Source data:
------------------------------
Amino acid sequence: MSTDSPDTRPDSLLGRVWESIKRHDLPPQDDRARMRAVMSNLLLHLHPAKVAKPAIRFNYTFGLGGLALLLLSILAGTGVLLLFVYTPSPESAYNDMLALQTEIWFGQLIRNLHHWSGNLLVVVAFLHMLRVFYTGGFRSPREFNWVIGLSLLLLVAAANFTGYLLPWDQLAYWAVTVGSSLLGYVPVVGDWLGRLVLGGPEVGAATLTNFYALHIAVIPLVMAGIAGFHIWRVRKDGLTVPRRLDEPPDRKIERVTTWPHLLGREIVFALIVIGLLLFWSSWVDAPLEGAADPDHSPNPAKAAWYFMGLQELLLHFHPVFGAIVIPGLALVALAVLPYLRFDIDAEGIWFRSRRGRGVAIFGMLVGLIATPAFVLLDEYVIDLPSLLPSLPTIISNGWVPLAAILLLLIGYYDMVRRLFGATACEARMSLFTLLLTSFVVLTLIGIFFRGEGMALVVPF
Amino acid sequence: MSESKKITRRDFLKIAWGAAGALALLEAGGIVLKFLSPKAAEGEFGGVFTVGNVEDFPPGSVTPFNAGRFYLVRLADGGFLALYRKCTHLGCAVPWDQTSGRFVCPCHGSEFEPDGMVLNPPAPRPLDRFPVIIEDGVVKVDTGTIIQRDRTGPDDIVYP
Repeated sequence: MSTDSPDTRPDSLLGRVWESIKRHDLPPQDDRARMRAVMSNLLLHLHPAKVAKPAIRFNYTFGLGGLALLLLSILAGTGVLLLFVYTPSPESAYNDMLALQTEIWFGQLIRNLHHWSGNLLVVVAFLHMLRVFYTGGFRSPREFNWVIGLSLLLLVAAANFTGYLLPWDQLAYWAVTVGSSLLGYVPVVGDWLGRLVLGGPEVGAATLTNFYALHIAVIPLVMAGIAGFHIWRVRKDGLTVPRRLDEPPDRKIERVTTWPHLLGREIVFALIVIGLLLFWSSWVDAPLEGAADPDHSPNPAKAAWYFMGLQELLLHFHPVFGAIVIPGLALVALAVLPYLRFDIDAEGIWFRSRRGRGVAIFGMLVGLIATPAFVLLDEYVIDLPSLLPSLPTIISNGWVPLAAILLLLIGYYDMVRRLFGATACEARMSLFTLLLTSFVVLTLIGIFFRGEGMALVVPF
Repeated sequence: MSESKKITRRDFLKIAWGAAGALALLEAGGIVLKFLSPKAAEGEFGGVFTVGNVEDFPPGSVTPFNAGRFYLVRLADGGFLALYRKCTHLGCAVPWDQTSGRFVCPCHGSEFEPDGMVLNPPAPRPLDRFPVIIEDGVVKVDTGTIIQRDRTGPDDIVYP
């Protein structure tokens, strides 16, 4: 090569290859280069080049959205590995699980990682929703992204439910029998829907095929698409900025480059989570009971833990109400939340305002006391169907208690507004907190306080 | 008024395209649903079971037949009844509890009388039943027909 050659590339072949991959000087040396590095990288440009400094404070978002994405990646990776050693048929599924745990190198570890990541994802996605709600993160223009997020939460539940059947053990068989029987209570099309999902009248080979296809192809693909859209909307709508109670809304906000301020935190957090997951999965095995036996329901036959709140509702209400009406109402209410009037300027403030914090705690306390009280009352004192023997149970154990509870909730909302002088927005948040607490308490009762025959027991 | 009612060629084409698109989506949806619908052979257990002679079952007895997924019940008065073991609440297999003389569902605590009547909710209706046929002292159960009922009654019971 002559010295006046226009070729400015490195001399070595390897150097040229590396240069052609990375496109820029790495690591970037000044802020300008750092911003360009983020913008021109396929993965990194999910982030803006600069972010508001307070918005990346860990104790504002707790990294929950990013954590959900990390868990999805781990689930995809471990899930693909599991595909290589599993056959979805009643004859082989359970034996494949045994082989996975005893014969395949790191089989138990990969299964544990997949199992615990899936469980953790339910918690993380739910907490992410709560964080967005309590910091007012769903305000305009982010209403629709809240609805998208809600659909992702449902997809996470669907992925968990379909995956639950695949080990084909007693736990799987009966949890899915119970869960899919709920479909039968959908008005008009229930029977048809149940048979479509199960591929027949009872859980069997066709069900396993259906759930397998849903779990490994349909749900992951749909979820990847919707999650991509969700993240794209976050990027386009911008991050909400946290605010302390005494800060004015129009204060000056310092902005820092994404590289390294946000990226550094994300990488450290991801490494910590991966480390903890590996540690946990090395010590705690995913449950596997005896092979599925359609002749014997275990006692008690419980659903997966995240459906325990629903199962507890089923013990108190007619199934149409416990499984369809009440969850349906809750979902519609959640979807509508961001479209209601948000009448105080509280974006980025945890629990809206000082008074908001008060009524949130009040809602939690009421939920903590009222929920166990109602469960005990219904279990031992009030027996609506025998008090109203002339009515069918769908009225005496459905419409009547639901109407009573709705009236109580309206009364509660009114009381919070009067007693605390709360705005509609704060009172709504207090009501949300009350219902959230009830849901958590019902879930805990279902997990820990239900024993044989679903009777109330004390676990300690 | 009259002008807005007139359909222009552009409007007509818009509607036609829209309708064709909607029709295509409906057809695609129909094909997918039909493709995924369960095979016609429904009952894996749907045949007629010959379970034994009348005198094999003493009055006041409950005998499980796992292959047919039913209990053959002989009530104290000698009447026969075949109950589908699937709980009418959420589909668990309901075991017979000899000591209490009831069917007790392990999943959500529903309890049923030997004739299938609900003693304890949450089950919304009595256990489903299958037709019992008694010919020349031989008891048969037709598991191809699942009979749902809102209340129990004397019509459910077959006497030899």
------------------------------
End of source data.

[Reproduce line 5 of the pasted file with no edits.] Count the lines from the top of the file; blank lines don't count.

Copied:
């Protein structure tokens, strides 16, 4: 090569290859280069080049959205590995699980990682929703992204439910029998829907095929698409900025480059989570009971833990109400939340305002006391169907208690507004907190306080 | 008024395209649903079971037949009844509890009388039943027909 050659590339072949991959000087040396590095990288440009400094404070978002994405990646990776050693048929599924745990190198570890990541994802996605709600993160223009997020939460539940059947053990068989029987209570099309999902009248080979296809192809693909859209909307709508109670809304906000301020935190957090997951999965095995036996329901036959709140509702209400009406109402209410009037300027403030914090705690306390009280009352004192023997149970154990509870909730909302002088927005948040607490308490009762025959027991 | 009612060629084409698109989506949806619908052979257990002679079952007895997924019940008065073991609440297999003389569902605590009547909710209706046929002292159960009922009654019971 002559010295006046226009070729400015490195001399070595390897150097040229590396240069052609990375496109820029790495690591970037000044802020300008750092911003360009983020913008021109396929993965990194999910982030803006600069972010508001307070918005990346860990104790504002707790990294929950990013954590959900990390868990999805781990689930995809471990899930693909599991595909290589599993056959979805009643004859082989359970034996494949045994082989996975005893014969395949790191089989138990990969299964544990997949199992615990899936469980953790339910918690993380739910907490992410709560964080967005309590910091007012769903305000305009982010209403629709809240609805998208809600659909992702449902997809996470669907992925968990379909995956639950695949080990084909007693736990799987009966949890899915119970869960899919709920479909039968959908008005008009229930029977048809149940048979479509199960591929027949009872859980069997066709069900396993259906759930397998849903779990490994349909749900992951749909979820990847919707999650991509969700993240794209976050990027386009911008991050909400946290605010302390005494800060004015129009204060000056310092902005820092994404590289390294946000990226550094994300990488450290991801490494910590991966480390903890590996540690946990090395010590705690995913449950596997005896092979599925359609002749014997275990006692008690419980659903997966995240459906325990629903199962507890089923013990108190007619199934149409416990499984369809009440969850349906809750979902519609959640979807509508961001479209209601948000009448105080509280974006980025945890629990809206000082008074908001008060009524949130009040809602939690009421939920903590009222929920166990109602469960005990219904279990031992009030027996609506025998008090109203002339009515069918769908009225005496459905419409009547639901109407009573709705009236109580309206009364509660009114009381919070009067007693605390709360705005509609704060009172709504207090009501949300009350219902959230009830849901958590019902879930805990279902997990820990239900024993044989679903009777109330004390676990300690 | 009259002008807005007139359909222009552009409007007509818009509607036609829209309708064709909607029709295509409906057809695609129909094909997918039909493709995924369960095979016609429904009952894996749907045949007629010959379970034994009348005198094999003493009055006041409950005998499980796992292959047919039913209990053959002989009530104290000698009447026969075949109950589908699937709980009418959420589909668990309901075991017979000899000591209490009831069917007790392990999943959500529903309890049923030997004739299938609900003693304890949450089950919304009595256990489903299958037709019992008694010919020349031989008891048969037709598991191809699942009979749902809102209340129990004397019509459910077959006497030899």